Reporter’s Notebook: ATL City Council votes to install cameras in parks, delays controversial public safety training campus(Credit: Kyle Sudu - Unsplash)
Feeling cooped up after all the rain this week? Head outside and enjoy some fresh air this weekend at the Piedmont Park Arts Festival. The two-day event will feature 250 artists, live music and classic festival eats.
On to other local news:
ATL City Council: Install cameras in parks, table the controversial public safety training campus
The Atlanta City Council has approved legislation giving the Atlanta Police Department 60 days to evaluate the process and estimate the cost of adding security cameras to the city’s parks and recreation facilities.
The decision comes after residents have spent weeks on edge, and discussions of the city’s lack of security cameras in public parks, following the murder of Midtown resident Katherine Janness in Piedmont Park.
An estimate on how many cameras will be installed and when will be addressed once the 60 days have passed.
The Council also voted to delay any vote on the legislation regarding a lease agreement to build APD’s highly contentious public safety training campus. Council members may revisit the legislation on Tuesday, Sept. 7.
Lastly, a resolution was passed to remove the “The Lion of the Confederacy” statue from Oakland Cemetery.
The 1894 statue commemorates the dead of the Confederate armed forces, and in the cemetery’s modern explanation, it became one of the centers of “Lost Cause” gatherings, an ideology which perpetuated a distorted explanation of the Civil War and which promoted white supremacy.
When or if the statue will return to Oakland is unknown.
– Hannah E. Jones
Spelman president set to retire next year
On Tuesday, Mary Schmidt Campbell, the 10th president of Spelman College, announced her retirement after seven years of leadership.
“I had always regarded the college as a national treasure and felt deeply honored even to be considered to lead such a historic institution,” Campbell said in a letter.
The letter noted that Campbell was retired when she received a phone call to apply for the position in 2014 and added that the call changed her life.
Campbell leaves the institution in high merit as U.S. News & World Report ranked Spelman No. 1 among Historically Black Colleges and Universities and No. 54 among national liberal arts colleges.
The letter concludes, “I have loved every minute of serving as the president of this truly singular institution.”
Campbell’s retirement will begin at the end of the 2021-2022 academic year.
– Allison Joyner
High Museum of Art: Exhibition to open of self-taught artist from Fayetteville
Just in time for Labor Day Weekend, the High Museum of Art is opening a second exhibition of self-taught art, this one by a woman known for use of vibrant colors to portray life in and around her native Fayetteville.
“Really Free: The Radical Art of Nellie Mae Rowe” is to open Sept. 3 through Jan. 9, 2022. The exhibit features almost 60 pieces of Rowe’s work, all drawn from the museum’s collection, and the High says this is the first major presentation of Rowe’s work in 20 years – and the “first to first to consider her practice as a radical act of self-expression and liberation in the post-civil rights-era South.”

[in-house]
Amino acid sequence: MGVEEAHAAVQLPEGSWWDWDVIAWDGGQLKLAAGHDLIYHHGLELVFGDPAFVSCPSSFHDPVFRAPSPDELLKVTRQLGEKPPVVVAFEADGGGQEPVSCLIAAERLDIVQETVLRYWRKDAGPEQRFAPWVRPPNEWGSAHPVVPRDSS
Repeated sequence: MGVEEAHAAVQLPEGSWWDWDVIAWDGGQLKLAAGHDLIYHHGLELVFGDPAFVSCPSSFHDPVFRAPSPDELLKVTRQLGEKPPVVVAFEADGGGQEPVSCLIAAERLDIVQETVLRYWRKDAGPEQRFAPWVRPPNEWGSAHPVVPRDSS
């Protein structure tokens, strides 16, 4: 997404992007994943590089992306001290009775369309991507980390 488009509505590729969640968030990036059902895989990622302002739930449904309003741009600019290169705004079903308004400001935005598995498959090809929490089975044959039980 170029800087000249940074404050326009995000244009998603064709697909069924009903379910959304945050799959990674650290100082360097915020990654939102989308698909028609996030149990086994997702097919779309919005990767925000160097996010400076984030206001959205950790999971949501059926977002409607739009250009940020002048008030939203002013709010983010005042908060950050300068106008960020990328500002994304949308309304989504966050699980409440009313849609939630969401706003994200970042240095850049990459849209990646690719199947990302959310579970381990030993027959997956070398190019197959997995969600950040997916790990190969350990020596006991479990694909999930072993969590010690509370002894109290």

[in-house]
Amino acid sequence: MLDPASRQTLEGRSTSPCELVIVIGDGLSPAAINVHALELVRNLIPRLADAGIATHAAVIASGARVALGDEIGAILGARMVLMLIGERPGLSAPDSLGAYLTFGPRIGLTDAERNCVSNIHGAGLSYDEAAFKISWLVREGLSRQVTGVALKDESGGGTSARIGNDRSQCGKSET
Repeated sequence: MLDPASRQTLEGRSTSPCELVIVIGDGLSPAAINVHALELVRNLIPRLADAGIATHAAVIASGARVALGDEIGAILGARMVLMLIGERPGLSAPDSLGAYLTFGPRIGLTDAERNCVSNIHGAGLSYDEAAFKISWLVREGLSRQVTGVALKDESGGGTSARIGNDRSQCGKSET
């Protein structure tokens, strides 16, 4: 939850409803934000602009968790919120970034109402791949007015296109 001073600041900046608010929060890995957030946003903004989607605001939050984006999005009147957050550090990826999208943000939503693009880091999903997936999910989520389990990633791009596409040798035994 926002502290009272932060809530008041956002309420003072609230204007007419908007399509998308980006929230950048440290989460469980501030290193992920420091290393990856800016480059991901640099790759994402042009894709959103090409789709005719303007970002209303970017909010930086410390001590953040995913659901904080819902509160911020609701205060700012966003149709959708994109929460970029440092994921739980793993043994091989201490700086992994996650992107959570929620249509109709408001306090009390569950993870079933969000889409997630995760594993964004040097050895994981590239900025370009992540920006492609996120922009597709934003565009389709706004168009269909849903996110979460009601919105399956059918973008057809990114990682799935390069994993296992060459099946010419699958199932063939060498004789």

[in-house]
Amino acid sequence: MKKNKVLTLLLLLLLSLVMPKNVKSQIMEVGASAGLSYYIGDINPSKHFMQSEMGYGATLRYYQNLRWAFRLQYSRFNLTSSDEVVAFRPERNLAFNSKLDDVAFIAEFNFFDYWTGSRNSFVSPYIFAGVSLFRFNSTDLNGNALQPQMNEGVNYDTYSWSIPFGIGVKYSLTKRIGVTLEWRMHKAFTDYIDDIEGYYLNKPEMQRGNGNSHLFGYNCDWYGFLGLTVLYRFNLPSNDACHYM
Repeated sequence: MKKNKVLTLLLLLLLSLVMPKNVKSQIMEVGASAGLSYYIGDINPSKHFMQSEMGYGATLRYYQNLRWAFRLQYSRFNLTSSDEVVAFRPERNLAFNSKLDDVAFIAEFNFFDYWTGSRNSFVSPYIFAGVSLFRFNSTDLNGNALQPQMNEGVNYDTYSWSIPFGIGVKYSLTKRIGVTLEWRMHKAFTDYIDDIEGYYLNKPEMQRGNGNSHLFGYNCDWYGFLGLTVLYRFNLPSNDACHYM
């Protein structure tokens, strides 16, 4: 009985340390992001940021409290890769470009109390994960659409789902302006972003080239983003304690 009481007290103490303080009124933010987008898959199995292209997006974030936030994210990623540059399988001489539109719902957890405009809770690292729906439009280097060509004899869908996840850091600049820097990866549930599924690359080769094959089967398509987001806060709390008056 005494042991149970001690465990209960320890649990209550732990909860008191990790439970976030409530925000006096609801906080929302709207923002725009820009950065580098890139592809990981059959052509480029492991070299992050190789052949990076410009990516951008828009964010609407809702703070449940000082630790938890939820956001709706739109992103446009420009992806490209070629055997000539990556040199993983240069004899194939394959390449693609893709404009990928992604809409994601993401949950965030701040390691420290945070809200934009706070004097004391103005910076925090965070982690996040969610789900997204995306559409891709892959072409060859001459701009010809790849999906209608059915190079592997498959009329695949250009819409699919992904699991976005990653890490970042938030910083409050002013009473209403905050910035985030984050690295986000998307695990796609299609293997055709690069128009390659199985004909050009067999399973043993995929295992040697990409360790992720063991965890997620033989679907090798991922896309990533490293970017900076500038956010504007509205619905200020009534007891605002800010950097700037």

“We are … honored to celebrate Rowe’s life and work through this exhibition,” Suffolk said in the statement. “Her art has been a fixture in our collection galleries for decades, and this exhibition allows a much-needed deeper look into her bold artistic production.”
Rowe is local, born in 1900 in Fayetteville. Work kept her busy until she was in her 60s, and she began sketching on found materials before moving to paper and other medium. The High’s statement says the exhibit displays Rowe’s “depictions of women, her childhood, images of her garden … and ruminations on death and the afterlife.”
– David Pendered
Woman walking across the country for homelessness stops in East Point
Who are we as human beings if we ignore the suffering of others? That’s a question that Kim Denmark posed on her Facebook page, and she practices what she preaches.
Denmark is on a mission to walk across America to raise awareness for residents and veterans who are experiencing homelessness.
The Ohio native is making a pit stop at East Point’s City Hall on Saturday, Aug. 21, at 1 p.m.
So far, she’s walked 16 states, covered 6,460 miles and has worn out 34 pairs of shoes, according to a City of East Point press release.
Folks are invited to greet Denmark at City Hall and bring signs to show support.
– Hannah E. Jones
Kayaking: A sold-out class shows huge interest in paddlesports
If there’s any doubt the pandemic is fueling an interest in paddlesports, it’s been challenged by the sold-out class for beginning kayakers sponsored Sept. 12 in Dahlonega by the Georgia River Network. GRN is adding names to a wait list.
It’s not just this class on river kayaking that’s a hit. Spaces in a class last weekend, at Lake Allatoona, attracted a large turnout of folks who wanted to learn kayak safety on lakes, GRN Executive Director Rena Ann Peck said Wednesday.
The high demand supports GRN’s contention that the state needs to take immediate steps to improve water quality in Georgia rivers. On Sept. 13, the state has scheduled a public meeting to discuss its proposed water quality standards. GRN Peck wrote a guest column now posted on SaportaReport, and more information on how to submit comments on the proposed standard is available here.
The teacher of both kayak classes offered her thoughts on the rising interest in paddlesports and safety on the water. Andrea White, a certified instructor with the American Canoe Association and ACA’s Tennessee director, said in a statement:
- “Nationwide we are seeing a huge jump in participation in paddlesports without a commensurate increase in training and safety education. … Just a few skills and a little prevention can go a long way toward giving you more boat control and making your paddling more enjoyable for years to come.”
– David Pendered